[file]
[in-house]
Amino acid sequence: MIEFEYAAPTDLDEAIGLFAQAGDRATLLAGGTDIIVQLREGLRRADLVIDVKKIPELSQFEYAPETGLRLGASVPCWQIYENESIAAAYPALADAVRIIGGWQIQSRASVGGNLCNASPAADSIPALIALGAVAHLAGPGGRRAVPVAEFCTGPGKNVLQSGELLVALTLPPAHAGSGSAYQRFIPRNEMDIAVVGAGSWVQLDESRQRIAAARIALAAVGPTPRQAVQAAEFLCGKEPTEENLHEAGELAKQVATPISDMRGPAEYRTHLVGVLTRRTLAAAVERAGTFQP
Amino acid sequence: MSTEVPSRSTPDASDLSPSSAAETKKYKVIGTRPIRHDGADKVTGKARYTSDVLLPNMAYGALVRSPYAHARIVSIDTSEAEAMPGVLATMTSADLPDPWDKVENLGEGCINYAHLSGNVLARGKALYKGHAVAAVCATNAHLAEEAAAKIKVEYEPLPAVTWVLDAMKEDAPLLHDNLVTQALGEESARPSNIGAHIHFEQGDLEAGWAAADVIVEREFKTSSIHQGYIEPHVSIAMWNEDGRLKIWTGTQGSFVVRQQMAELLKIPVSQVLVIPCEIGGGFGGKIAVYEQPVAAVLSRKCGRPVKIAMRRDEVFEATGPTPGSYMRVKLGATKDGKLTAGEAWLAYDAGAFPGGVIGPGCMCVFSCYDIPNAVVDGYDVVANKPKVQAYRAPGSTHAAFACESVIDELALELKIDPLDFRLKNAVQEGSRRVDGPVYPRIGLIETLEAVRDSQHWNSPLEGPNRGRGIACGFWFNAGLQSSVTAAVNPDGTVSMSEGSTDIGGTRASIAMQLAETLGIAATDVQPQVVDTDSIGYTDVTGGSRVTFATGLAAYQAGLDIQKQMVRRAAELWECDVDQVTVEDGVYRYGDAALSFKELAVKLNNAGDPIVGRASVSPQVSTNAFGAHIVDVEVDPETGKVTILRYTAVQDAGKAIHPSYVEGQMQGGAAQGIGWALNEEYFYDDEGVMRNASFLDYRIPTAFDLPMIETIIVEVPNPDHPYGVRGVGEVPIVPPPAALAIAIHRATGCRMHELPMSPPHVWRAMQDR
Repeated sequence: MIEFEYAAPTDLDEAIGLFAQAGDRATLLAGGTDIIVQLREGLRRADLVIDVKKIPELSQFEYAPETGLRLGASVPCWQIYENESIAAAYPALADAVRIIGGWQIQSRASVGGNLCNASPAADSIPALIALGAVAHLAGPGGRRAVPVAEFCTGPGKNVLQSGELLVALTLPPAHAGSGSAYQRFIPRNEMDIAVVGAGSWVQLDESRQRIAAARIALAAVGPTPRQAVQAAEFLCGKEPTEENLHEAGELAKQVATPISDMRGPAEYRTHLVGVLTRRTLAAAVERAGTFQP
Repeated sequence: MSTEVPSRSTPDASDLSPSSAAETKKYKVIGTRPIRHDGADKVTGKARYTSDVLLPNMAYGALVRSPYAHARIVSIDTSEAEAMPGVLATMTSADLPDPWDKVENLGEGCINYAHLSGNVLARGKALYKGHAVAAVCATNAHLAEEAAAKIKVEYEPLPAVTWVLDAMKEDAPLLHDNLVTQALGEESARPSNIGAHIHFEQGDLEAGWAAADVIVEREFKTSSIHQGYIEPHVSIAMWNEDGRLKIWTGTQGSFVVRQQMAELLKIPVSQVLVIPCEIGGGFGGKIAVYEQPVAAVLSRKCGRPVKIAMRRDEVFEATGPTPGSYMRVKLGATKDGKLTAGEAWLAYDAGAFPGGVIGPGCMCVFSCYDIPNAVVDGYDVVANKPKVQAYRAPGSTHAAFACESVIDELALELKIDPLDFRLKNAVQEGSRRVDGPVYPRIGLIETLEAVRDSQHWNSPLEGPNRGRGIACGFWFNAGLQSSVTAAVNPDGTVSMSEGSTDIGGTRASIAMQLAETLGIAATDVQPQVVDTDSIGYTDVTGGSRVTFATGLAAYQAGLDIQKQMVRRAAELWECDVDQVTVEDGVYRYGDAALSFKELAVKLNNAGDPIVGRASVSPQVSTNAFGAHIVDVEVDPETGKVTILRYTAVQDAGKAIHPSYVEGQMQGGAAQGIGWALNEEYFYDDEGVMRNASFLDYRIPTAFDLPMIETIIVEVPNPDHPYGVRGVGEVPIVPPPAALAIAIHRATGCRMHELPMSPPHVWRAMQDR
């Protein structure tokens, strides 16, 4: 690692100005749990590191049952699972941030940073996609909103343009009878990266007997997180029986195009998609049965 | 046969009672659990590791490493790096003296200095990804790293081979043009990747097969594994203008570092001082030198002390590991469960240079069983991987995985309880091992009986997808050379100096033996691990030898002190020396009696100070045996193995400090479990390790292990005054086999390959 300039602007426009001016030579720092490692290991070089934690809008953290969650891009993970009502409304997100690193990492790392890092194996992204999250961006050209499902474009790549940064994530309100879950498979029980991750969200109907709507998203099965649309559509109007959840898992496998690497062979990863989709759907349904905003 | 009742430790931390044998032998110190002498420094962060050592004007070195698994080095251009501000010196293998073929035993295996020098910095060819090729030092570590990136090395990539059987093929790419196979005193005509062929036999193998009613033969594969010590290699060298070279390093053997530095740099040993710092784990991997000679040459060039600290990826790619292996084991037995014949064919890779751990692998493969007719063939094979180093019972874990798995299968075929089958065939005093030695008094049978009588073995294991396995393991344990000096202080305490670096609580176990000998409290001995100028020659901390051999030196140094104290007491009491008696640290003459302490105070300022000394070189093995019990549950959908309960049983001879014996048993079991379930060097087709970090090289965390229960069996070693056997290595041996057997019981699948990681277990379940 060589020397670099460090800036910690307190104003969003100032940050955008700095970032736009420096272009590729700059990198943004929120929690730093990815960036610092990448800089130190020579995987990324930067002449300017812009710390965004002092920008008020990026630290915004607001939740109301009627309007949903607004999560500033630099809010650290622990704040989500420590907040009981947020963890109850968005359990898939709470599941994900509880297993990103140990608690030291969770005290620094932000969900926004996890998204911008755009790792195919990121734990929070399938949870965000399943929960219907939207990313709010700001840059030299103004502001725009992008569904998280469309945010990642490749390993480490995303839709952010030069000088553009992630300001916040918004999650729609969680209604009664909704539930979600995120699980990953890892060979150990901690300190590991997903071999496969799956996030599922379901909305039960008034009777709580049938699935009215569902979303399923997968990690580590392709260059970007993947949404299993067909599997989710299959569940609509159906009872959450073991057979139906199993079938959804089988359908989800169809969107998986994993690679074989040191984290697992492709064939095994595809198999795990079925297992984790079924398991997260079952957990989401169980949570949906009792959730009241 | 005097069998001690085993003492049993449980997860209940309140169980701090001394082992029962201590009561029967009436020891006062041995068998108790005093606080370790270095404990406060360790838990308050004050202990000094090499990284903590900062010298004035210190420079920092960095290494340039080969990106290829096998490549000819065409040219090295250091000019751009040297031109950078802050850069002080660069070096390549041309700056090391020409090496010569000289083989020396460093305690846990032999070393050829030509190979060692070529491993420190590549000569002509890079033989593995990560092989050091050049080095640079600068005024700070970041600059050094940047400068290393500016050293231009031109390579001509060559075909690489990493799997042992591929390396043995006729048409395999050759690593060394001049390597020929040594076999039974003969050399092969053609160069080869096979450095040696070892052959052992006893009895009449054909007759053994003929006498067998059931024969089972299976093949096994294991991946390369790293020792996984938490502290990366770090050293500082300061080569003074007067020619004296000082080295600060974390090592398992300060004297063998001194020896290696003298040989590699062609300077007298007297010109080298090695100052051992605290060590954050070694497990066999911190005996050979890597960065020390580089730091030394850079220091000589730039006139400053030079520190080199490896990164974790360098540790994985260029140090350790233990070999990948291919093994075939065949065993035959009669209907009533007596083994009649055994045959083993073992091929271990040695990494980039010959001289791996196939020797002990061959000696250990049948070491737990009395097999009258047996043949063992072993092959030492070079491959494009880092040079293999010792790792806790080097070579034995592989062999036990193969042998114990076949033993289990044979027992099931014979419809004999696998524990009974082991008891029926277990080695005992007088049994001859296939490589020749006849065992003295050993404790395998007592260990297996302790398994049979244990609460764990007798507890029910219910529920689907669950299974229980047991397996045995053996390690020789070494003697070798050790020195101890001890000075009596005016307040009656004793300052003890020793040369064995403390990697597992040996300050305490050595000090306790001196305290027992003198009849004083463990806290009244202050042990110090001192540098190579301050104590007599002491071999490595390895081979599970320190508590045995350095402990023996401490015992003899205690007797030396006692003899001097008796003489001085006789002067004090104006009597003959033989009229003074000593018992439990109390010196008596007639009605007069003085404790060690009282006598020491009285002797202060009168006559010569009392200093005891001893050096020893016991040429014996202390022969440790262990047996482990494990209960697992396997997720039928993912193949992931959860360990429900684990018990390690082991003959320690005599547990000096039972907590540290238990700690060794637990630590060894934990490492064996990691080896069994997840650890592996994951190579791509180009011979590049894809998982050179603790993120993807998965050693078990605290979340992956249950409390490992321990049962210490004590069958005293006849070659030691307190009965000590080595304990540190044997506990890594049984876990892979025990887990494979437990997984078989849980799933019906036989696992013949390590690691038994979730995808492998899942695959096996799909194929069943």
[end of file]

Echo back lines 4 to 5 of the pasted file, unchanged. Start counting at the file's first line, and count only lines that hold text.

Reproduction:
Repeated sequence: MIEFEYAAPTDLDEAIGLFAQAGDRATLLAGGTDIIVQLREGLRRADLVIDVKKIPELSQFEYAPETGLRLGASVPCWQIYENESIAAAYPALADAVRIIGGWQIQSRASVGGNLCNASPAADSIPALIALGAVAHLAGPGGRRAVPVAEFCTGPGKNVLQSGELLVALTLPPAHAGSGSAYQRFIPRNEMDIAVVGAGSWVQLDESRQRIAAARIALAAVGPTPRQAVQAAEFLCGKEPTEENLHEAGELAKQVATPISDMRGPAEYRTHLVGVLTRRTLAAAVERAGTFQP
Repeated sequence: MSTEVPSRSTPDASDLSPSSAAETKKYKVIGTRPIRHDGADKVTGKARYTSDVLLPNMAYGALVRSPYAHARIVSIDTSEAEAMPGVLATMTSADLPDPWDKVENLGEGCINYAHLSGNVLARGKALYKGHAVAAVCATNAHLAEEAAAKIKVEYEPLPAVTWVLDAMKEDAPLLHDNLVTQALGEESARPSNIGAHIHFEQGDLEAGWAAADVIVEREFKTSSIHQGYIEPHVSIAMWNEDGRLKIWTGTQGSFVVRQQMAELLKIPVSQVLVIPCEIGGGFGGKIAVYEQPVAAVLSRKCGRPVKIAMRRDEVFEATGPTPGSYMRVKLGATKDGKLTAGEAWLAYDAGAFPGGVIGPGCMCVFSCYDIPNAVVDGYDVVANKPKVQAYRAPGSTHAAFACESVIDELALELKIDPLDFRLKNAVQEGSRRVDGPVYPRIGLIETLEAVRDSQHWNSPLEGPNRGRGIACGFWFNAGLQSSVTAAVNPDGTVSMSEGSTDIGGTRASIAMQLAETLGIAATDVQPQVVDTDSIGYTDVTGGSRVTFATGLAAYQAGLDIQKQMVRRAAELWECDVDQVTVEDGVYRYGDAALSFKELAVKLNNAGDPIVGRASVSPQVSTNAFGAHIVDVEVDPETGKVTILRYTAVQDAGKAIHPSYVEGQMQGGAAQGIGWALNEEYFYDDEGVMRNASFLDYRIPTAFDLPMIETIIVEVPNPDHPYGVRGVGEVPIVPPPAALAIAIHRATGCRMHELPMSPPHVWRAMQDR